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Legislative of India

India’s bicameral parliament consists of the Rajya Sabha and the Lok Sabha. The Union Council of Ministers is responsible to the Lok Sabha. In India's parliamentary system, the executive is nominally subordinate to the legislature. There are maximum 545 members in the Lok Sabha.

A legislative proposal may go through three readings before it is voted on. After a bill has been passed by the originating house, it is sent to the other house, where it is debated and voted on. The second house can accept, reject, or amend the bill. If the bill is amended by the second house, it must be returned to the originating house in its amended form. If a bill is rejected by the second house, if there is disagreement about the proposed amendments, or if the second house fails to act on a bill for six months, the president is authorized to summon a joint session of Parliament to vote on the bill.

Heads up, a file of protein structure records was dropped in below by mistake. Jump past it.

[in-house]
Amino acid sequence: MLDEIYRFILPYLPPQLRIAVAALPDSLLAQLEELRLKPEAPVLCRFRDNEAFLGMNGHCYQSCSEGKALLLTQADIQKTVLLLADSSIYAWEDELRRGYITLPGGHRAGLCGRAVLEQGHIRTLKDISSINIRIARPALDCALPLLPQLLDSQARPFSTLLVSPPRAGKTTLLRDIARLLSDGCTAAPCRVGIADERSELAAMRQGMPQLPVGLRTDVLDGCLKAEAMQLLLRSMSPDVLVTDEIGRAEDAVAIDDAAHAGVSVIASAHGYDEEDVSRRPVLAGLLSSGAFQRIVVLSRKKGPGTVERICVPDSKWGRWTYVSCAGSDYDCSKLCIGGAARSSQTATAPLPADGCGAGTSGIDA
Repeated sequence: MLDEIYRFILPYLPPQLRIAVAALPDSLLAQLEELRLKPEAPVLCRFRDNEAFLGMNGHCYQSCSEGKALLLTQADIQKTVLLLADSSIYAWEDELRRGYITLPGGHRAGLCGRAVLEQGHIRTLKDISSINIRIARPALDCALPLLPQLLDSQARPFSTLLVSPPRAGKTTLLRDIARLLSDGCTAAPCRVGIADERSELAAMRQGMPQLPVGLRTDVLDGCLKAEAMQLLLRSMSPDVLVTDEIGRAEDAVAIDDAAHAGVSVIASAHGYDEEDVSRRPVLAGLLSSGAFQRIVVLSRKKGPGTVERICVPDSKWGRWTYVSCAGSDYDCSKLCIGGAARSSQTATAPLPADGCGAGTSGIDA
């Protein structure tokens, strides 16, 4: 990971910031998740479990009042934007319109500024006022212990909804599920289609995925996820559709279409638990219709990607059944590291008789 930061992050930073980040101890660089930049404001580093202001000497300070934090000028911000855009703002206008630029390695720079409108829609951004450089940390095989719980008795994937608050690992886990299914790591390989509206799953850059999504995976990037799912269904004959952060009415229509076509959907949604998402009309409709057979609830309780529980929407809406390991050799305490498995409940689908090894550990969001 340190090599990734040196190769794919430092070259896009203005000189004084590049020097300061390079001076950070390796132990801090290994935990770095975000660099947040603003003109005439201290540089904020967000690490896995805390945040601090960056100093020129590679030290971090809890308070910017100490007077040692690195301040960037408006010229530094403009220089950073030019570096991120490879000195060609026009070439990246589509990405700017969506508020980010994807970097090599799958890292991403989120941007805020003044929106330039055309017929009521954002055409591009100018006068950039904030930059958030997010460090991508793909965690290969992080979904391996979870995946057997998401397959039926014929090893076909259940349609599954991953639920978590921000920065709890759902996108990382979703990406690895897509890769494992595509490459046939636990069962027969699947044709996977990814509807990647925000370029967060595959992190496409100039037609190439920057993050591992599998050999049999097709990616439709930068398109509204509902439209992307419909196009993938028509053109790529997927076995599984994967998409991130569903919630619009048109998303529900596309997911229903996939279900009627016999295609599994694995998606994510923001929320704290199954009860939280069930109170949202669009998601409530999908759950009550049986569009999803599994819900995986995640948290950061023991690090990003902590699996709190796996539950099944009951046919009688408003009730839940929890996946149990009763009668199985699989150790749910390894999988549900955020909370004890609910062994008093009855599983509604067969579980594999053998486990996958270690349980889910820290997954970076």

When the bill has been passed by both houses, it is sent to the president of India, who can refuse assent and send the bill back to Parliament for reconsideration. If both houses pass it again, with or without amendments, it is sent to the president a second time. The president of India is then obliged to assent to the legislation. After receiving the president's assent, a bill becomes an act.
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